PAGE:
United Kingdom Finzi, Tchaikovsky, Elgar, Mendelssohn: Three Spires Singers and Orchestra, Christopher Gray (conductor), Rebecca Bottone (soprano), Kay Deeming (soprano), David Webb (tenor), Barbara Degener (cello), Truro Cathedral, 26.11.2016. (PRB)
Finzi – God is Gone Up
Tchaikovsky – Variations on a Rococo Theme Op.33
Elgar – Give unto the Lord
Mendelssohn – Symphony No.2 ‘Lobgesang’
Back in the summer I made my first trip down to Cornwall’s impressive Truro Cathedral to hear the Three Spires Singers in an all-Brahms programme. In my review of the event I wrote quite extensively about the history of the building, and its all-round importance to the county’s only city. That particular programme combined a substantial vocal work, with an appropriate instrumental one, a formula that can offer a welcome alternative to concerts where it’s wall-to-wall singing. It also has an in-built benefit to the singers, most, if not all of whom are amateur, rather than professionally-trained, in terms of giving some respite during an otherwise long haul.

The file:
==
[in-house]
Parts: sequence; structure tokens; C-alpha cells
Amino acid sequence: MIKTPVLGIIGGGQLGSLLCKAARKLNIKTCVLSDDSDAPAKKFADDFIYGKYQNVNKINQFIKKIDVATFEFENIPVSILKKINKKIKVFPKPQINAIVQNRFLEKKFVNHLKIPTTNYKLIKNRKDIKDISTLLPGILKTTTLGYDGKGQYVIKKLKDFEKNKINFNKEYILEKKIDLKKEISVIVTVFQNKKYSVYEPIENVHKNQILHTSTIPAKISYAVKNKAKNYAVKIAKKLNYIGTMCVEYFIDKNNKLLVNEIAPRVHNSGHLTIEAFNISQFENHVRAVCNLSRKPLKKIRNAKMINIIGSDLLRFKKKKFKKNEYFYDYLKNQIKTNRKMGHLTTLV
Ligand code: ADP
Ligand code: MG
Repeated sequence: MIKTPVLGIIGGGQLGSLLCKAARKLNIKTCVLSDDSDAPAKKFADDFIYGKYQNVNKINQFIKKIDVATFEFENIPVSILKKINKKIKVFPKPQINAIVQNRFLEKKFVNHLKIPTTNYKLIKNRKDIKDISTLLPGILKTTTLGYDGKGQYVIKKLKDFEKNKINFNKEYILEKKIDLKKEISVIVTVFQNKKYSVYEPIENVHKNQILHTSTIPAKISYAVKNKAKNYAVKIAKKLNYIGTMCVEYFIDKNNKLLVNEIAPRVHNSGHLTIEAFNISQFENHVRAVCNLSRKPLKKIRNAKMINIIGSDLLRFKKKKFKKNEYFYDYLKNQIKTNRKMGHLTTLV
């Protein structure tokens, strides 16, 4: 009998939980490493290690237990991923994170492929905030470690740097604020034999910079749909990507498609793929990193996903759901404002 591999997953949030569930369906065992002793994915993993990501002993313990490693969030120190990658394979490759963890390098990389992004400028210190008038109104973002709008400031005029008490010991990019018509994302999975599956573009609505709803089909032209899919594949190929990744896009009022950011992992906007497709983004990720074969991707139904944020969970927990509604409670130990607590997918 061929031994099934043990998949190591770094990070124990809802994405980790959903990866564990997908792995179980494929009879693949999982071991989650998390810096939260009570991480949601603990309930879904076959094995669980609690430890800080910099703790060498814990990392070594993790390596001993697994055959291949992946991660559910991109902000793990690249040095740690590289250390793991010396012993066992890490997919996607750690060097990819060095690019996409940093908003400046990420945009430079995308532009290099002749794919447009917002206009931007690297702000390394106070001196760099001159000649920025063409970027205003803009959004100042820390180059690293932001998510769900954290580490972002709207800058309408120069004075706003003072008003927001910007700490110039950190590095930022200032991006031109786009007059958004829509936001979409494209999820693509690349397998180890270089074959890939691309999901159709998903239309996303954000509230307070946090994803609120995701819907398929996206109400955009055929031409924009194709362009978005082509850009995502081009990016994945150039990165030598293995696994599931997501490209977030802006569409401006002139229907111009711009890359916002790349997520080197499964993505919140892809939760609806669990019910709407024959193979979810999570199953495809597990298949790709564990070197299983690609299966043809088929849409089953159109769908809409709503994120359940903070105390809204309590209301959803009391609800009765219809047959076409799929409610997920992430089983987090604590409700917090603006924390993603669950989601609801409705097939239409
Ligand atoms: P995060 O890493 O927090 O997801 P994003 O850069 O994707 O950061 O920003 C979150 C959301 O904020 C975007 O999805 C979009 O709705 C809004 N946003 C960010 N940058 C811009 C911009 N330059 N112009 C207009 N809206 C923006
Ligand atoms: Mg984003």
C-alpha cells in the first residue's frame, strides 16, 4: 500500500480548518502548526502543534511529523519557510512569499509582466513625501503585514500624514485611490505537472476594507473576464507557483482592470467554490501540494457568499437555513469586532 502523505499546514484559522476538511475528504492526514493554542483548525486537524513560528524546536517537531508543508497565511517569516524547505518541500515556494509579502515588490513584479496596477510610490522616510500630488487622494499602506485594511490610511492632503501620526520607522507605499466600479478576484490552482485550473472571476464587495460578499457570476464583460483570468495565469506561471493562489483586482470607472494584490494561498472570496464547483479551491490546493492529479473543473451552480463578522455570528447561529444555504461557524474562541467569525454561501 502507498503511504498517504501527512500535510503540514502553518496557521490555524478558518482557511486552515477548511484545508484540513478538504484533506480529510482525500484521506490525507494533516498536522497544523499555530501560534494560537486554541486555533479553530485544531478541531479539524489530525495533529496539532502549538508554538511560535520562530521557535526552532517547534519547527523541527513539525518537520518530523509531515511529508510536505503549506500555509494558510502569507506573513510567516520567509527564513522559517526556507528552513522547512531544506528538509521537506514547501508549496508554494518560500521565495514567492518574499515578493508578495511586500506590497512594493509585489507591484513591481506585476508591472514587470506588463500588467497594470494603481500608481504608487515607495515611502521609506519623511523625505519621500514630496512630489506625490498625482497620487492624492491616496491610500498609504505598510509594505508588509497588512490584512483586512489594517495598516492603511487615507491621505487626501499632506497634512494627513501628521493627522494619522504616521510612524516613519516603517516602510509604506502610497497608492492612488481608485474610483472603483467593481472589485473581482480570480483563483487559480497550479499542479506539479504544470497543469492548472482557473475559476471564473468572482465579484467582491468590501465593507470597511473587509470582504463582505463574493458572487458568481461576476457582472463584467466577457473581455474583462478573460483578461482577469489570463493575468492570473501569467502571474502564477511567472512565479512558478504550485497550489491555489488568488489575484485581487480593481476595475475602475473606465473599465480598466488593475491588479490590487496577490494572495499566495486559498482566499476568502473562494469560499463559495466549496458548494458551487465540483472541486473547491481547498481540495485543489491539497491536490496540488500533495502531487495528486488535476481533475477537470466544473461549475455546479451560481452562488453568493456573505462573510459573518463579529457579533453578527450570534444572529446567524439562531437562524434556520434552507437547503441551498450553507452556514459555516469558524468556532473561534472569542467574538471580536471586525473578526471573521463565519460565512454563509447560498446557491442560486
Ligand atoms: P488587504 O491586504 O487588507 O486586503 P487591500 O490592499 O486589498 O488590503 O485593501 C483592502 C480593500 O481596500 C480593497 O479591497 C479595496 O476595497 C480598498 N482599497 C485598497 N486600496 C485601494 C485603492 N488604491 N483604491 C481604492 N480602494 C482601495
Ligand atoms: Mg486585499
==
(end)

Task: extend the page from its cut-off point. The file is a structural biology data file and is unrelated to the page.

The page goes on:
This, of course, is possible only when the vocal works are short, or not totally stand-alone, and again it worked a treat here on this occasion, too. Conductor Christopher Gray, Director of Music at the Cathedral, had picked a well-balanced, eminently varied programme, placing essentially similar demands on both his resources – vocal and orchestral. To emphasise that this concert was presented by Three Spires Singers and Orchestra, the choir both topped and tailed the evening, with Finzi’s God is Gone Up providing a perfect starter. From the opening bars, here, once more, was a well-disciplined choir, clear in diction, and capable of fine tone quality at both ends of the dynamic spectrum. While it would be invidious to single out any one group of singers, the exhilaration and fine attack of the young-sounding soprano voices really added that all-important zing to the mix – sometimes a thornier problem to overcome, unless there is a continuing influx of new blood and members. In fact this choir has great strength across all four voices, and with a men’s section that exceeds expectations, when compared with many similar amateur ensembles.